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August 16, 2018

The story of Georgia Tann, a woman who stole children from the poor to give to the rich

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Georgia Tann led an organization that snatched babies off the streets, from day-care centers, church basements or hospitals.

As reported by All That's Interesting, the Memphis branch of the Tennessee Children's Home Society would drop these stolen children into dismal orphanages or sent to a new family.

This dark handiwork by the supposedly charitable organization victimized 5,000 children from 1924 to 1950. Most of these children would never see their birth parents again.

Follow our Twitter account @amomama_usa to learn more and scroll down to watch the video.

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Tann was the mastermind behind a black market for white babies; especially blond, blue-eyed ones. Poor southern families suffered from this syndicated crime for almost three decades.

Of the more than 5,000 children stolen by Tann's organization, it was estimated that about 500 died as a result of inadequate care, disease, and abuse.

The newborns suffered the brunt, and as many as 50 children died in a dysentery outbreak in 1945.

HOW THEY DID IT

One of Tann's strategies to steal babies for wealthy customers was to bribe nurses and doctors in birthing wards.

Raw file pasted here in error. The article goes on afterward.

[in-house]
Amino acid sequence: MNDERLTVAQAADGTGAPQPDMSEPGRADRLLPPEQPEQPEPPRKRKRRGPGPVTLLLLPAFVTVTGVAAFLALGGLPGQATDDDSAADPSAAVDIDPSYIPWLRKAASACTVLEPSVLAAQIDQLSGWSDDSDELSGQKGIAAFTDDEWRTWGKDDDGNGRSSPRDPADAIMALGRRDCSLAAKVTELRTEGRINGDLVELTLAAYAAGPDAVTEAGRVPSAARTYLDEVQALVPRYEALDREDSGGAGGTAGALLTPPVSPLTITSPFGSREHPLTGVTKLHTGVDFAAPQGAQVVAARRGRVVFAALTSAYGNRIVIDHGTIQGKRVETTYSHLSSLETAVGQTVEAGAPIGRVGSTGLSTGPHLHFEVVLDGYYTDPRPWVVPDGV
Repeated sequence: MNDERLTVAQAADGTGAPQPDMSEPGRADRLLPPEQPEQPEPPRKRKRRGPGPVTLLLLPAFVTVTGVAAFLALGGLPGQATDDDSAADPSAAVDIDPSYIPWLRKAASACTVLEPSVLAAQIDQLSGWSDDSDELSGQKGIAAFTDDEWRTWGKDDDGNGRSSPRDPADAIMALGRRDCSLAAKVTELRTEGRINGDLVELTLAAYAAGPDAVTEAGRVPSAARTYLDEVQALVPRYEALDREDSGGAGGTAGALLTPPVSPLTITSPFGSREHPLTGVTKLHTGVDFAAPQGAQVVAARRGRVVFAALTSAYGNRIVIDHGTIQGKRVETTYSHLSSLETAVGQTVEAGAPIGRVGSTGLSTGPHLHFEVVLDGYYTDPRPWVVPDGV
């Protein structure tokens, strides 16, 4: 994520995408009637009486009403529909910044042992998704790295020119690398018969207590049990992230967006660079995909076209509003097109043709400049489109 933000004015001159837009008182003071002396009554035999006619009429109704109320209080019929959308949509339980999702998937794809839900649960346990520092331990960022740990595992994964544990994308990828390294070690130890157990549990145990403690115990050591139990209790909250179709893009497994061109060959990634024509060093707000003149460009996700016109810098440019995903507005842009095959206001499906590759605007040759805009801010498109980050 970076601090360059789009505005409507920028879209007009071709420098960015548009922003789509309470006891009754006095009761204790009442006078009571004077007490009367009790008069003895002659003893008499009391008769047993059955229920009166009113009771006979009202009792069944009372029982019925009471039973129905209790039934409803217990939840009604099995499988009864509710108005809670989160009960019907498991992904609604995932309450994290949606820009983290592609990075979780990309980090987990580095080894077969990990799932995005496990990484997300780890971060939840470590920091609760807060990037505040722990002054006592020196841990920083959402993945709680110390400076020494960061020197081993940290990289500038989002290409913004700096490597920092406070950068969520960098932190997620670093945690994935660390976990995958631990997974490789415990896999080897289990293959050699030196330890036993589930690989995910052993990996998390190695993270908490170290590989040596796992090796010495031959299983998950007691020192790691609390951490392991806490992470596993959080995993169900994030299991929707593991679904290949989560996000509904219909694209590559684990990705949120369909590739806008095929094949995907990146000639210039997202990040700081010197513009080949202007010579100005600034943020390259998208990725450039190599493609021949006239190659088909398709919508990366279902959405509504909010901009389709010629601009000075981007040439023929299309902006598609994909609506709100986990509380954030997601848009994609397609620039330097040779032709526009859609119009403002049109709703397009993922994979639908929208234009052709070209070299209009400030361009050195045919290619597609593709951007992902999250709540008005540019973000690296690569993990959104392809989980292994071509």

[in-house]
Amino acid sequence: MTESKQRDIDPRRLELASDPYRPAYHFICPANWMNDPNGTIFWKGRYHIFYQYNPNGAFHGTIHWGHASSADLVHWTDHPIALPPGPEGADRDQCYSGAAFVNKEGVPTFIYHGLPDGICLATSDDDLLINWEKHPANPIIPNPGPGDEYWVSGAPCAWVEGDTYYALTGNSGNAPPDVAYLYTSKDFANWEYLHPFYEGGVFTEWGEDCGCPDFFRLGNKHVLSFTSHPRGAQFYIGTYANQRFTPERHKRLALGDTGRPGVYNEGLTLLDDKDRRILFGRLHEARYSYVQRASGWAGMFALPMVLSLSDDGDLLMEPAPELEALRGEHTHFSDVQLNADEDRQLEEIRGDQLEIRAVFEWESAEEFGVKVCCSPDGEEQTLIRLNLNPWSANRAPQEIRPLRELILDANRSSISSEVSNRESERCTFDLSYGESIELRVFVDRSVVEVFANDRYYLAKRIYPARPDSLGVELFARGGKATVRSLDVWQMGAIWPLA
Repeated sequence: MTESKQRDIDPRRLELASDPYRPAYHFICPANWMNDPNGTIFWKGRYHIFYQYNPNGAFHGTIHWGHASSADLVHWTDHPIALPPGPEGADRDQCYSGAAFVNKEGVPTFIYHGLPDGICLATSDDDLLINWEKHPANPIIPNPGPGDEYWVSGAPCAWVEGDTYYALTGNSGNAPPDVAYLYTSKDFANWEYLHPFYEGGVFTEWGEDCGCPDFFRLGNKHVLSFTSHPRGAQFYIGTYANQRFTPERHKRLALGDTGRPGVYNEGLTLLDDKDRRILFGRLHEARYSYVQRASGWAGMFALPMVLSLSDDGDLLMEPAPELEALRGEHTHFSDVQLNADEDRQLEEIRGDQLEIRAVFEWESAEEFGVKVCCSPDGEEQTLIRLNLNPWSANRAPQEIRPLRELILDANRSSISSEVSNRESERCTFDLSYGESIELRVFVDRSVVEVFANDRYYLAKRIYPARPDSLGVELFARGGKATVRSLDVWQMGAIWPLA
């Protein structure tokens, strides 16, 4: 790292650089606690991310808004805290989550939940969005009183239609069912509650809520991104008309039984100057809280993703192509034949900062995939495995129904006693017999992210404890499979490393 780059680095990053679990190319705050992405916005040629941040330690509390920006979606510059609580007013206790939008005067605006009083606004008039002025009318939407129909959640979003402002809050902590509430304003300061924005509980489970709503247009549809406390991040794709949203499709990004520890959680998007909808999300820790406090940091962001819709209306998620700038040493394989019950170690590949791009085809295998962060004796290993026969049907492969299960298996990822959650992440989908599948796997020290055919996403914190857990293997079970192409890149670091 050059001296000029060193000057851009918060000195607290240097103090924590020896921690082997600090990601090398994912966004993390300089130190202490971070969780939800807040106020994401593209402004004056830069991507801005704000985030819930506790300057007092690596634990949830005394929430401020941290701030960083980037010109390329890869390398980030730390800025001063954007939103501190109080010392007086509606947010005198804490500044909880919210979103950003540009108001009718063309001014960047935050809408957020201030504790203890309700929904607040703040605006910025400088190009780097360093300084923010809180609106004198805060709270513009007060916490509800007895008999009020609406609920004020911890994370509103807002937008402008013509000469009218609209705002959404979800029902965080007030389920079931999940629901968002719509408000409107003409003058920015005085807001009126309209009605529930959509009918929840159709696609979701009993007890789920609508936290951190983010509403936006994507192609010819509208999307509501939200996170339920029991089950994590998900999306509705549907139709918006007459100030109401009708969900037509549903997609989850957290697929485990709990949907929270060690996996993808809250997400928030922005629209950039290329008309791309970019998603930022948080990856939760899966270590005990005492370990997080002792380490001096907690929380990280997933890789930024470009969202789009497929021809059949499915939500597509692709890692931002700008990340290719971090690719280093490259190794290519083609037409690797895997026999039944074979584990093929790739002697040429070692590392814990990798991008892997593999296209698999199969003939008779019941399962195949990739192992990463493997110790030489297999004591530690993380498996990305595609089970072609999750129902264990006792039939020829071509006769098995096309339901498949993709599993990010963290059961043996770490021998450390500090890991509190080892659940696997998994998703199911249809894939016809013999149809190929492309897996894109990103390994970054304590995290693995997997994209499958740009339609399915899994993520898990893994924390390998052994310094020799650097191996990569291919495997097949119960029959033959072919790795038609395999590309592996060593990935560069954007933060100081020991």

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These nurses and doctors would lie to the parents, telling them that their babies had been stillborn.

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Without much trouble, Tann's organization was also able to steal babies born in prisons and mental wards.

They also had agents who grabbed older children off the street. These children were later told that their parents had died.

The organization falsified adoption records and destroyed any trace of these children's origins.

A LUCRATIVE SCHEME

Tann and her cohorts earned hefty sums from this scheme.

The organization would earn as much as $500 (nearly $70,000 in today's money) for every child adopted by couples from places such as New York and Los Angeles.

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Tann preyed on low-income families, believing that they already had many children and did not have the necessary resources to search for their lost children.

If a family sought the help of authorities, Tann got protection through her friendship with powerful people.

These shocking crimes were brought to light in Lisa Wingate's novel, "Before We Were Yours."

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